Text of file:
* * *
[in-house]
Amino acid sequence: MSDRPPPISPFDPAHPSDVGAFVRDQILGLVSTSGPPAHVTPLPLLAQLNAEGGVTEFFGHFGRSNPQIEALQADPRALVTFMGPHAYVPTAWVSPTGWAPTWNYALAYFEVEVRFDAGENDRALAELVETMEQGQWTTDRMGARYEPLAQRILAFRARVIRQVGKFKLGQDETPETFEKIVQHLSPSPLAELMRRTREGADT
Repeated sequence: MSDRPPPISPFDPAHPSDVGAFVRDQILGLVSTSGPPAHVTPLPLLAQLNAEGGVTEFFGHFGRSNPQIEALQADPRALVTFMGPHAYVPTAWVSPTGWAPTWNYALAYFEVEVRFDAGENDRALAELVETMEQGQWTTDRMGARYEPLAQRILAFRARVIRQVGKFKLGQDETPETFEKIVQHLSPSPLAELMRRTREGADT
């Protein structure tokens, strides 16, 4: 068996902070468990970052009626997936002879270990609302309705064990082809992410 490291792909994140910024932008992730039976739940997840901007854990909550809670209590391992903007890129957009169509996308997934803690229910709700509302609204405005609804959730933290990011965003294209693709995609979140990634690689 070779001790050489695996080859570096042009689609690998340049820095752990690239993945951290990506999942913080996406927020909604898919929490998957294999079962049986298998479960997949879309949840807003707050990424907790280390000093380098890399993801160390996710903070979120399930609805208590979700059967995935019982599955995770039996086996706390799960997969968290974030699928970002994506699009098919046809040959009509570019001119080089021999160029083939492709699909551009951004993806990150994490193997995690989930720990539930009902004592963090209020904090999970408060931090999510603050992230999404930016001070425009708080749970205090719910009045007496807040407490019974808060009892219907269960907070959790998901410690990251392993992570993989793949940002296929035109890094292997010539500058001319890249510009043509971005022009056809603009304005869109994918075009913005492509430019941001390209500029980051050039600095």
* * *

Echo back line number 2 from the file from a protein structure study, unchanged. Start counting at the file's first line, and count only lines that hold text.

Amino acid sequence: MSDRPPPISPFDPAHPSDVGAFVRDQILGLVSTSGPPAHVTPLPLLAQLNAEGGVTEFFGHFGRSNPQIEALQADPRALVTFMGPHAYVPTAWVSPTGWAPTWNYALAYFEVEVRFDAGENDRALAELVETMEQGQWTTDRMGARYEPLAQRILAFRARVIRQVGKFKLGQDETPETFEKIVQHLSPSPLAELMRRTREGADT